France’s Framatome (formerly Areva NP) said on 19 April that it had received two patent awards over the last year for innovations that solve unique challenges in the nuclear industry. The patents address inventions to improve the inspection and operation of components in nuclear energy facilities.

The first innovation is the angle beam ultrasonic probe, that more efficiently inspects the integrity of fasteners on reactor vessel heads. This patent allows the strength of the bolts to be evaluated by sending ultrasonic beams that scan the piece and detect flaws. This method better examines the fasteners in their environments and saves time and money by eliminating unnecessary replacements. Mike Hacker, technical consultant, and Mike Key, principal engineer, both part of Framatome’s Installed Base Business Unit in the United States, developed the project over a four-year period.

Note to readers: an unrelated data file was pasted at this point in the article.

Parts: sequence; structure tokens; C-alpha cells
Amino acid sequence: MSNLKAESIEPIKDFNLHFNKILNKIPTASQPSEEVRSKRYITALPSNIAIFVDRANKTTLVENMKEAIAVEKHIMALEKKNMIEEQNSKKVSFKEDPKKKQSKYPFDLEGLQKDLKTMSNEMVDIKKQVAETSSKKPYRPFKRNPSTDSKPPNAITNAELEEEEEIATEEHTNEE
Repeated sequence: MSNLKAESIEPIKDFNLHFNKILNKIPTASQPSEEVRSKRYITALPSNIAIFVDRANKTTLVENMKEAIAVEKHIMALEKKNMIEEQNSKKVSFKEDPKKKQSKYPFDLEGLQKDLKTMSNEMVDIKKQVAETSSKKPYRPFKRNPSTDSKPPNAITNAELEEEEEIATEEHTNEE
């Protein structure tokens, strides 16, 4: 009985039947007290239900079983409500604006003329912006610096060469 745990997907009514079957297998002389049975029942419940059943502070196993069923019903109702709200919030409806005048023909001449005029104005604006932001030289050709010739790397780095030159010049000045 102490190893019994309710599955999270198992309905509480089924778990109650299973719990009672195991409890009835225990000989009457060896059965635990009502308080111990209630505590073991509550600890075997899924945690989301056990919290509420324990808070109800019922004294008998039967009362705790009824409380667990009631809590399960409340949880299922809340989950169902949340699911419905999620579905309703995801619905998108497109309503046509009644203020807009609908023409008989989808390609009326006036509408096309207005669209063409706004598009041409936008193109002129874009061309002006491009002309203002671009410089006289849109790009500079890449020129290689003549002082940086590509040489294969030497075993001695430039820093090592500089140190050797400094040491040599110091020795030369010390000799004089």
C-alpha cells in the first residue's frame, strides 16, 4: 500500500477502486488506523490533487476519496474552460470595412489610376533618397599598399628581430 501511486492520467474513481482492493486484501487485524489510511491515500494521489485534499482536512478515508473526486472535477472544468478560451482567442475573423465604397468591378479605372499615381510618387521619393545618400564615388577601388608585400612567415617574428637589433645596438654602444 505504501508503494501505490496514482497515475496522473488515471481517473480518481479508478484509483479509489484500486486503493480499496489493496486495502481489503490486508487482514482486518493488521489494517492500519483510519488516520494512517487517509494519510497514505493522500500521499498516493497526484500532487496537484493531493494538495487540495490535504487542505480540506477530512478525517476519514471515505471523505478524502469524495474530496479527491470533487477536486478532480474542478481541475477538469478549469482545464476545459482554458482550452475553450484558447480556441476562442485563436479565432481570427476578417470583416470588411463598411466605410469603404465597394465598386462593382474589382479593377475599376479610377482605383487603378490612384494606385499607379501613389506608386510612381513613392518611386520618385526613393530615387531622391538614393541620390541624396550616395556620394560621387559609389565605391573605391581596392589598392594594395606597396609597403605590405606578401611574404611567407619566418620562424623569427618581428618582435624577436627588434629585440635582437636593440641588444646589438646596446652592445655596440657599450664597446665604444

The second innovation advances the operation of light water reactors. This method models the changing layers of mineral deposits found on the coolant piping and circuits that carry water in nuclear reactors. These deposits can reduce efficient heat transfer and increase corrosion. This technology allows operators to better understand mineral deposits, helping them develop mitigative or corrective actions. Joseph Wyatt, advisory engineer of Framatome’s Installed Base Business Unit in the USA, as well as John Griffith, retired advisory engineer, and Dr Mike Pop, retired materials and chemistry expert, developed this method. To date, Framatome in the USA has been awarded more than 265 patents, which are credited to more than 400 inventors.